Its been a busy weekend, what with family staying and others visiting. Its been the finest Easter on record as fas as weather is concerned and we’ve all been at the beach, where friends kindly lent us their beach-hut.
The house was awash with Easter Eggs, and now we have two grandchildren (see below) there were even more than usual. The early morning light gave some opportunities for getting the tripod out and taking some flower portraits with the camera. The one to the left of here got in a “best shot of the day” category on a photo-sharing website and then later on the one below also got the same award.
The Kindle – a literary game-changer
Every evidence suggests that the Kindle is having a massive impact on reading habits. If you look at the Kindle best sellers, not one of the top ten costs more than £1.50. Quite a game-changer. But who wants to pay more for a book when after you’ve read it all you have is a random sequence of bits and bytes which you can’t even send on to anyone else?
Amazon have certainly understood its potential, with their Spring Spectacular containing a huge range of books under £1.50. I’m no apologist for Amazon, but it was easy to spend a fiver or so here and come away with two or three Booker shortlists from last year and the year before and a couple of reference books for later use.
Even Michel Faber’s The Crimson Petal and the White is available for £1.47 – quite a bargain in view of its recent successful serialisation on BBC television. I bought a couple more Scandiavian crime novels including the excellent Shadow by Karin Alvtegen.
Its getting very difficult to see how publishers like Penguin are going to be able to carry on with their ebook pricing model when there are bargains like these to be had. Just one example, The Picture of Dorian Gray is available in Penguin Classics for £4.99 while you can get any number of free versions, or even “the Complete Works of Oscar Wilde for £0.70. Sometimes Penguin Classics have a translation which they want to defend but with an English language book the pricing is just barmy.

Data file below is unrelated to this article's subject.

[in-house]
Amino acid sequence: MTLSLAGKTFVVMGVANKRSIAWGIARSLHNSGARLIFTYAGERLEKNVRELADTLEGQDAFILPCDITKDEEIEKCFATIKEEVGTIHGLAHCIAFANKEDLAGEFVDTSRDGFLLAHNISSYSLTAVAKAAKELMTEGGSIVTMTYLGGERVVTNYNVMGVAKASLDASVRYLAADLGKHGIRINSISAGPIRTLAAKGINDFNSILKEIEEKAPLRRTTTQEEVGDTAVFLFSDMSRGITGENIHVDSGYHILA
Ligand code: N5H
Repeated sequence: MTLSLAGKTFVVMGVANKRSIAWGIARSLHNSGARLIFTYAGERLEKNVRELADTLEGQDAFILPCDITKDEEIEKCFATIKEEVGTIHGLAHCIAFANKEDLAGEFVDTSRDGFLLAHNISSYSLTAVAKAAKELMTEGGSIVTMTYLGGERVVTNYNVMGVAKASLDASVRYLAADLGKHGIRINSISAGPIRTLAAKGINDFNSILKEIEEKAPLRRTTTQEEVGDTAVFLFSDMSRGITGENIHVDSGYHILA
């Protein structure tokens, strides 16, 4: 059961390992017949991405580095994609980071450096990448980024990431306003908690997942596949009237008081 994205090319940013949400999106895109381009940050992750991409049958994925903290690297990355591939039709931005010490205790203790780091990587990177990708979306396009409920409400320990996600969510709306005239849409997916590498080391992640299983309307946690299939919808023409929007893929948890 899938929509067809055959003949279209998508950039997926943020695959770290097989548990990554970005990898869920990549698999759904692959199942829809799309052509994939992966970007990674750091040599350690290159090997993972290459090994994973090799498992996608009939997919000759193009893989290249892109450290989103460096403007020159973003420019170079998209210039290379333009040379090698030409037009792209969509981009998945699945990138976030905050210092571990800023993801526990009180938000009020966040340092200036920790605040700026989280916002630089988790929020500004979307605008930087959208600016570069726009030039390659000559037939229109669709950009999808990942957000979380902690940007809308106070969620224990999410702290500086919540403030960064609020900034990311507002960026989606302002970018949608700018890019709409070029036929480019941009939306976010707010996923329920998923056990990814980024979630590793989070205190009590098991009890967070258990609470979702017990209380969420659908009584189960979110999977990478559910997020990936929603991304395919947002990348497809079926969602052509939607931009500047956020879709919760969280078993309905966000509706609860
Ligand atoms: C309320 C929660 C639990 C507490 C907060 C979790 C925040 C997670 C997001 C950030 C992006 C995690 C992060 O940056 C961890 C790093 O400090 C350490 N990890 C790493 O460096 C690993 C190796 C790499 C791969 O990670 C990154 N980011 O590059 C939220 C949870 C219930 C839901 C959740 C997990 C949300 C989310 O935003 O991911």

Its great to see companies like Blackbirde Books being formed to exploit the market in cheap e-books. Let’s face it, there are many good authors who are turned away from publishers simply because their books don’t fit the latest trends in book publishing.
I reviewed one of Blackbirde’s books last week, The Valley of Heaven and Hell – Cycling in the Shadow of Marie Antoinette, and was pleased to hear from author Susie Kelly that there had been a surge in sales after my review and it had climbed up the Amazon Travel and Holiday section list. Again pricing must surely be a factor in her sales figures. Who’s going to quibble about spending £1.39 on a download if the subject is interesting to you and it comes with a couple of good reviews.
As far as I understand it, with cheap e-books self-promotion is the name of the game, and you need to get your book going “viral”. With ultra-low prices this can really work astonishingly well and authors need to use every means such as the Kindle forums (which are always an interesting browse).